A number of acts have made a living on making themselves sound older than they really are. Yet for every Gomez or Paolo Nutini there’s someone whose premature ageing seems totally genuine. Despite being a relatively sprightly 46 years young, Mark Oliver Everett’s cracked, world-weary vocals could have come from a septuagenarian. Needless to say, after a life frequently marred by family tragedy, there is clearly nothing staged about this latest Eels performance. ‘End Times’, his eighth album, switches focus to broken love.
Bluesy rocker ‘Gone Man’ is one of the livelier tracks but elsewhere this seems to be a sombre reflection on old age. The gentle, atmospheric ‘In My Younger Days’ could have cropped up on career highlight ‘Electro-Shock Blues’. It’s a track full of poignant lines, part hopeful, part doomed where Everett states “I’m not yet resigned to fate.. not gonna be ruled by hate, but it’s strong and it’s filling up my days”.
Thankfully the guttural roar from last year’s ‘Hombre Loco’ has been dismissed in favour of husky, intimate tones so ‘End Times’ is a much more comfortable listening experience as a result. ‘Nowadays’ is a typically understated, beautifully rendered piece where subtle strings and acoustic guitar set the scene for a happy/sad tune that ruminates on the decline of society. For ‘I Need A Mother’ he sounds so desperate and lonely, only the hardest heart could deny him a hug.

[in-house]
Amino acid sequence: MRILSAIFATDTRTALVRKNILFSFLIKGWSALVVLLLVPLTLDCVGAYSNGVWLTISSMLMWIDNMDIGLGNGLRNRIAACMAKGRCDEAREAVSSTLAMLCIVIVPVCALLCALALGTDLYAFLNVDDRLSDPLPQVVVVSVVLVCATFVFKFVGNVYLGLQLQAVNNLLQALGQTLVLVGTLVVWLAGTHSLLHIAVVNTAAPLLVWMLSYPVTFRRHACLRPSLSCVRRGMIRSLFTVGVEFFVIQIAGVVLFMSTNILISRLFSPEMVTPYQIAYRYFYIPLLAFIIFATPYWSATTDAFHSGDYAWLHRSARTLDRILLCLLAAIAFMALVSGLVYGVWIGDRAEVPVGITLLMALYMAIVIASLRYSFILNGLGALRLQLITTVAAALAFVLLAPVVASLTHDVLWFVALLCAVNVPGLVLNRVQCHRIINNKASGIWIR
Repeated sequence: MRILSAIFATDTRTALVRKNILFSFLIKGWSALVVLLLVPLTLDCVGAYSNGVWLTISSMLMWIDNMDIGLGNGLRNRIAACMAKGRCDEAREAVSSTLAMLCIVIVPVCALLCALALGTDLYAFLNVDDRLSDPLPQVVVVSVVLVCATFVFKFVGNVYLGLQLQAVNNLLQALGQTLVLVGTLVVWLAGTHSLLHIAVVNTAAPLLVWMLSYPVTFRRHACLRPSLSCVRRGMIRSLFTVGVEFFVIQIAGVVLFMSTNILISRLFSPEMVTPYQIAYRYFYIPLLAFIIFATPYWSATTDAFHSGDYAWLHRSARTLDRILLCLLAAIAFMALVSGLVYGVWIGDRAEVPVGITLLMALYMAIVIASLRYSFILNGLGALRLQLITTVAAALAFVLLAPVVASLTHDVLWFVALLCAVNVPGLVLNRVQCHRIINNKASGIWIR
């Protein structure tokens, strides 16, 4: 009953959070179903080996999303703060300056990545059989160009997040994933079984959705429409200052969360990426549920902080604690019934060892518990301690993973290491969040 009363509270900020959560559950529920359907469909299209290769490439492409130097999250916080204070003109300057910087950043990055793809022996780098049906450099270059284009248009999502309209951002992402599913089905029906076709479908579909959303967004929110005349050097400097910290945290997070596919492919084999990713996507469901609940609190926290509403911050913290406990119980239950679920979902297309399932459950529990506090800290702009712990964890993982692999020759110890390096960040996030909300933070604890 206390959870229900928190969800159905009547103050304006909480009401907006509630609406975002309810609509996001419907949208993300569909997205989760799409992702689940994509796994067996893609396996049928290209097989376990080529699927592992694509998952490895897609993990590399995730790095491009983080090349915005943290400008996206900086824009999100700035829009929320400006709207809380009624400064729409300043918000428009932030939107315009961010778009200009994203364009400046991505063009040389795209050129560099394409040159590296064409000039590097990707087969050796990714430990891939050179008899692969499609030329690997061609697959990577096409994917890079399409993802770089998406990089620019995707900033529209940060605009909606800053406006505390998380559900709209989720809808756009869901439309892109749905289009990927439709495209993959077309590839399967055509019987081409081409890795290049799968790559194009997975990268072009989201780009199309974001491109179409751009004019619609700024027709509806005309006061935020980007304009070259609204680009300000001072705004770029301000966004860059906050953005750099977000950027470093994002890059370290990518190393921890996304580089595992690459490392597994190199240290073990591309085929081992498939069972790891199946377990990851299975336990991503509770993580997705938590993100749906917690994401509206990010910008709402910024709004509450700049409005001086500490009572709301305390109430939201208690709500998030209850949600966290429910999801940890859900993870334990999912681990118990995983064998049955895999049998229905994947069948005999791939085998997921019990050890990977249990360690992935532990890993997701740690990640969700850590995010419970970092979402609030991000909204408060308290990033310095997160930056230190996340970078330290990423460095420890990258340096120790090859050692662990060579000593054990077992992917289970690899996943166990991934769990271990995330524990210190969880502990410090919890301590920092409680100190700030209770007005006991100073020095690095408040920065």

Despite its permanent downbeat nature, ‘End Times’ is never depressing as Everett always manages to convey that all-important warmth on his records. Although this would be a fitting epitaph to Everett’s career, hopefully this won’t be the final act from him.